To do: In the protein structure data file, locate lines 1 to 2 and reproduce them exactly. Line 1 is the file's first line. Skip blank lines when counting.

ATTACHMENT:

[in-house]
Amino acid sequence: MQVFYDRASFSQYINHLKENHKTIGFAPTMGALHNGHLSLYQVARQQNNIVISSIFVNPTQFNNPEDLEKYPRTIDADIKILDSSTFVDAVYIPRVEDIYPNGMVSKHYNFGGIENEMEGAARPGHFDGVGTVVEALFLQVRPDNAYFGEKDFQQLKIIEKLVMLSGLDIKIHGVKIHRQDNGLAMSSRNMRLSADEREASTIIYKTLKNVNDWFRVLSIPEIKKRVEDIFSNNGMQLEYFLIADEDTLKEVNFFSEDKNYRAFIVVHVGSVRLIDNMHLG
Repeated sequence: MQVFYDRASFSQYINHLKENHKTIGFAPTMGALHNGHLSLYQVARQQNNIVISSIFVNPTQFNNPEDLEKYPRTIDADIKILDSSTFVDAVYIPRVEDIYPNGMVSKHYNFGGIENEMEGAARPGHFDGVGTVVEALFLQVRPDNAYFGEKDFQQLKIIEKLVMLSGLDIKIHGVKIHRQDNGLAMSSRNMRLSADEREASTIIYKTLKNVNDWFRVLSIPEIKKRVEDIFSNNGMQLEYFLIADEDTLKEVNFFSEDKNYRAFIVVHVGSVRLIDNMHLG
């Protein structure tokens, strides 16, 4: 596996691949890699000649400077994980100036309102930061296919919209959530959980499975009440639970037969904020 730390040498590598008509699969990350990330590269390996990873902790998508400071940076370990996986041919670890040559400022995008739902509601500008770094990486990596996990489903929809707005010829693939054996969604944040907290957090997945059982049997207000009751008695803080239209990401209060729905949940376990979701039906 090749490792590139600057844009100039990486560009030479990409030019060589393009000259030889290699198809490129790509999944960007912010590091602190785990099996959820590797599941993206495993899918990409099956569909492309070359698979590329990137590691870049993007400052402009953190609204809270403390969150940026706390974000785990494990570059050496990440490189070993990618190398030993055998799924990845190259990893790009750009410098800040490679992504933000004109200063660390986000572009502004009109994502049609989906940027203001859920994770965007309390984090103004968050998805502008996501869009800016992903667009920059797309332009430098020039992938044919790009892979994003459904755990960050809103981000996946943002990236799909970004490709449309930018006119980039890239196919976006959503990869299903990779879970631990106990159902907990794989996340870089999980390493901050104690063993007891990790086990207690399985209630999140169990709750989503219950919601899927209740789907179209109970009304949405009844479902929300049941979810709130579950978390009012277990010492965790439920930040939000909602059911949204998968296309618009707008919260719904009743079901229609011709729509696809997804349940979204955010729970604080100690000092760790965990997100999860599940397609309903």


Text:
[in-house]
Amino acid sequence: MQVFYDRASFSQYINHLKENHKTIGFAPTMGALHNGHLSLYQVARQQNNIVISSIFVNPTQFNNPEDLEKYPRTIDADIKILDSSTFVDAVYIPRVEDIYPNGMVSKHYNFGGIENEMEGAARPGHFDGVGTVVEALFLQVRPDNAYFGEKDFQQLKIIEKLVMLSGLDIKIHGVKIHRQDNGLAMSSRNMRLSADEREASTIIYKTLKNVNDWFRVLSIPEIKKRVEDIFSNNGMQLEYFLIADEDTLKEVNFFSEDKNYRAFIVVHVGSVRLIDNMHLG